No poofters.

Common Lisp Travels

Intro

Tooling around with my Nook, I discovered a bug in Sigil, an ePub editor. Whenever a user toggles between the HTML code section and the book view section, a newline is inserted before every PRE tag. This means every code block in an ebook gets shoved way down the page. I thought that’s not so bad, filed a bug report, and began manually undoing those newlines.

Open ePub. Double-click chapter. Find a code block. Delete newlines. Repeat. After editing several chapters of Practical Common Lisp this way, I got an idea. Why not write a program to do this for me? The quest had begun.

Allegro CL seemed a likely choice. Sure, I have reservations about a commercial programming language, but Allegro was good enough for both Practical Common Lisp and Casting SPELs in Lisp. Common Lisp is difficult to install, so Lispbox is suggested.

Lispbox

My Internet connection was slow, but steady. I had Lispbox-0.7-with-acl81_express.dmg in no time. Double-click, double-click, drag & drop… done.

Once again, Allegro CL is commercial: free, but not open source. In particular, Allegro CL requires a license file. The Lispbox version of Allegro contains a program called newlicense. When executed, newlicense informs the user that Allegro is too old to warrant a license. Great.

This was too bad, as Lispbox comes with everything a Common Lisper could want: CL, Emacs, SLIME, and ASDF. Lispbox has, apparently, moved to http://common-lisp.net/project/lispbox/. I downloaded Lispbox-0.7-with-ccl-1.5-darwinx86.dmg, which contains a massive 400MB installation, which fails to accept any license file. Oh well, I’ll just have to install Common Lisp, etc. etc. manually.

Installing Common Lisp, etc. etc. Manually

The Allegro CL homepage offers a–surprise!–working edition of Allegro CL v8.2. The edition contains a working license as well as ASDF. Two down, six to go. I also downloaded Aquamacs (did I mention I was on Mac OS X?), which installed and ran equally well.

I don’t know the several hundred shortcut keys for Emacs, so I was eager to install SLIME, a plugin with such helpful features as code highlighting, indentation, compilation, execution, and debugging. Most CL implementations have only a basic interpreter; SLIME adds code completion as well.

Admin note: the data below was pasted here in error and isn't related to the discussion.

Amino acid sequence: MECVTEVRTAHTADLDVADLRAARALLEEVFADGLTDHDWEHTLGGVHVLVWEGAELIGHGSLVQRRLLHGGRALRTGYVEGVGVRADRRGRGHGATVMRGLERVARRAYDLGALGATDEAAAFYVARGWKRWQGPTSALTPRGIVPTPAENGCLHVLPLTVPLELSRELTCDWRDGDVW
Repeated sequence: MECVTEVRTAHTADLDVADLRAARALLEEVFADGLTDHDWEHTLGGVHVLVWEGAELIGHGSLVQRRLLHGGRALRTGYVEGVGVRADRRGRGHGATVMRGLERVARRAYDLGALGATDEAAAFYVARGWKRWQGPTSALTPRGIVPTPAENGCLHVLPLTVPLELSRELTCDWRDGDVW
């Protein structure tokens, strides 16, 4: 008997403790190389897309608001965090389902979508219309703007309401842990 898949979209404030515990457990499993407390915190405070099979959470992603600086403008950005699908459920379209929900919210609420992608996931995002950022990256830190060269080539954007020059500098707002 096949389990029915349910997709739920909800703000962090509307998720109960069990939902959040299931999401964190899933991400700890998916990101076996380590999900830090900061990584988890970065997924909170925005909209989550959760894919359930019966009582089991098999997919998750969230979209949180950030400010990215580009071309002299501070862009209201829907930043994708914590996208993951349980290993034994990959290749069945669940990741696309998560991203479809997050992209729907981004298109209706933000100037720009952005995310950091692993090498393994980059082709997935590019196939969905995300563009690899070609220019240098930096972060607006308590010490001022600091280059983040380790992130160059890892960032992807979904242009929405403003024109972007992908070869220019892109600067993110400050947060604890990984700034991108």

Installing SLIME manually is moderately difficult. One must download the files, place them in an appropriate directory, and edit a ~/.emacs configuration file to inform Emacs that SLIME is in fact installed. After much retooling, here is my .emacs:

;; Initialize slime.
(setq inferior-lisp-program "/Applications/AllegroCL/alisp")
(add-to-list 'load-path "/Library/Application Support/Aquamacs Emacs/SLIME")
(require 'slime-autoloads)
(eval-after-load "slime"
  '(progn (slime-setup '(slime-fancy))))

;; Automatically use slime mode on .cl and .lisp files.
(add-to-list 'auto-mode-alist '("\\.cl$" . common-lisp-mode))
(add-to-list 'auto-mode-alist '("\\.lisp$" . common-lisp-mode))

;; Start slime.
(slime)

This code is scavenged from several different websites and a trip to Freenode. Lines 1-3 inform Emacs of the locations of a CL installation and a SLIME installation. Line 4 loads the SLIME framework. Lines 5-6 prepare SLIME such that it loads all of its features, including new keyboard shortcuts. Lines 8-10 specify that .CL and .LISP files should automatically open in SLIME mode so that the aforementioned SLIME features are applied to them. Finally, line 12 starts SLIME automatically just like Lispbox’s Emacs does.

That was a chore.

At this point, I had a working and cooperating installation of Allegro CL, Aquamacs, and SLIME. As a result, I was able to read and work through several examples in Practical Common Lisp. I even managed to pre-empt some of Seibel’s code, writing smaller/cleaner code before I saw his. Alas, it was at this point that I must have run (hubris), because everything I did after that was doomed to failure.

Doomed to Failure

Yeah, my code was sleek, but I had a ways to go before I could edit ebooks (remember the intro). ePub files are essentially zipped XHTML documents, ergo I need a Lisp library capable of reading and writing to zip files. As luck would have it, a Common Lisp ZIP library exists. It sports a tidy API and a tidy setup tutorial.